Parasols, like this one in Nara Park, are widely used in Japan – mainly by young women trying to maintain a fashionably light complexion
Unmissable Books about Japan
Blue Eyed Salaryman: From world traveller to lifer at Mitsubishi by Niall Murtagh. What happens when a footloose free spirit settles down and joins a conservative corporation? Well, he’s shocked and frustrated by the rules, discipline and pressure to conform – but what makes this book so fascinating is that he actually finds it just as big an adventure as traveling the world. An entertaining story of culture-clash – that is as much about personal differences as national ones.
Tokyo a certain style by Kyoichi Tsuzuki. If you’ve ever wondered how Japan crams 30 million people into one compact metropolis, this book is for you. It’s a photographic record of how Tokyoites really live – a peek into the cramped and cluttered homes of ordinary Japanese.
Seeing Tokyo by Kaori Shoji and Graham Fry. Old and new, cool and nerdy, work and play: this book has it all. Vivid photos let you immerse yourself in the diversity of the great metropolis from the comfort of your armchair. Seeing Japan, the companion book, has equally breathtaking photos, but this time covering the whole country.
Musui’s Story: Autobiography of a Tokugawa Samurai by Katsu Kokichi. This book is a translation of an autobiography written by a samurai living in early nineteenth-century Tokyo, when Japan was still closed to outsiders. What makes it fascinating is that, by his own admittance, he was a terrible samurai, preferring to drink, brawl and cavort in the pleasure quarters, than to honour the spirit of his ancestors. Written in an informal and upbeat style, we get a unique insight into the lives of ordinary people in a society that was quite unaware of the rapid transformation that would soon follow, as Japan finally opened up to the modern world.
Tabloid Tokyo: 101 Tales of Sex, Crime and the Bizarre from Japan’s Wild Weeklies The Japanese may be portrayed as reserved and conformist – but this book shows that they enjoy sensationalised tales of the weird and the sordid just as much as we do. Consisting entirely of translated articles from Japan’s news magazines, this is a very entertaining read.
A Ride in the Neon Sun by Josie Dew. Josie Dew flies into Tokyo with virtually no knowledge of Japan, unpacks her bike, and sets off cycling. What follows is an amusing chronicle of a chaotic trip across the length of the country, during which she gradually comes to understand Japan, and falls in love with its people.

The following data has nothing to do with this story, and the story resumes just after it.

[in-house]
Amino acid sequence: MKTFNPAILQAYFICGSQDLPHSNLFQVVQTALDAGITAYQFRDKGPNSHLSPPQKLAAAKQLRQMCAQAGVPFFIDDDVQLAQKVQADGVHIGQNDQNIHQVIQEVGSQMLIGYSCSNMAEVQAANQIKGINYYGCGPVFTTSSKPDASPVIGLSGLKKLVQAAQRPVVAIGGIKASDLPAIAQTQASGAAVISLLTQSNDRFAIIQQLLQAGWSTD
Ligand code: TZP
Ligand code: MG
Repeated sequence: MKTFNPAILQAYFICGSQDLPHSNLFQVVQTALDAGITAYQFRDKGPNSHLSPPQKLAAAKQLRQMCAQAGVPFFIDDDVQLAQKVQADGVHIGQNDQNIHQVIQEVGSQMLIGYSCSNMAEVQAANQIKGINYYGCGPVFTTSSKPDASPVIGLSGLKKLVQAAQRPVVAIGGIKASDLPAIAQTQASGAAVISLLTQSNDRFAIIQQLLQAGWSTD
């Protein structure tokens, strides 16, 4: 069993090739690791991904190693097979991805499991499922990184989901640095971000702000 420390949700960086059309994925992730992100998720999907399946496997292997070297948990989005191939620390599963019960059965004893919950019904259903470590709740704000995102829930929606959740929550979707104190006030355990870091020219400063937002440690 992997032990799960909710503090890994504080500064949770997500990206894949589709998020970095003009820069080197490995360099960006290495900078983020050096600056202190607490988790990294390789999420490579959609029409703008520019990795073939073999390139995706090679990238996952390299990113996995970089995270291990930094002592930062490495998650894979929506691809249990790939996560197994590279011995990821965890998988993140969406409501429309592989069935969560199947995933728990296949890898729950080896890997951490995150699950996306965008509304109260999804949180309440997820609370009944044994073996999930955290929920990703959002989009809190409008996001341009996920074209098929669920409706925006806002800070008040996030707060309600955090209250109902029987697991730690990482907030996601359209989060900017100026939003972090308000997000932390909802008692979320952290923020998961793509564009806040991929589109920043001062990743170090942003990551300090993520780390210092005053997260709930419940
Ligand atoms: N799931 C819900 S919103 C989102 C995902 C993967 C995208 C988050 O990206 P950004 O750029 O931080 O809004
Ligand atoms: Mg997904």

The Wind-up Bird Chronicle by Haruki Murakami. I’m cheating a bit with this one, as it’s not really a book, about Japan – but it is by a Japanese author, and most of it is set in Japan. If you’ve never read Murakami before, be prepared for something unusual. The storyline is mainly about a married man, who has taken a break from his career to become a house-husband for a bit, while he relies on his wife to pay the bills. This story clearly already challenges many firm rules of Japanese society – where men are defined much more by their occupation than they are in the West, and where it remains the husband’s duty to provide for the wife, not the other way around. We also read about the adventures of a Japanese soldier taken prisoner by the Russians in the period leading up to World War Two. There are many parallels between the events that befall that soldier and those of the house-husband in Japan, and many mysterious characters come and go. It’s very hard to make sense of what’s really happening, or to be sure which bits (if any) are imagined occurrences and which really happened – and I have yet to find anyone that has managed to make much sense of the plot. But somehow or other, the book is such a compelling read that it’s hard to put down. I have no idea why, or what it is that makes this book so fantastic – but this is the book that proved that Murakami is one of the greatest literary geniuses of all time – or at least that’s the opinion of my humble self, as well as thousands of his devoted fans.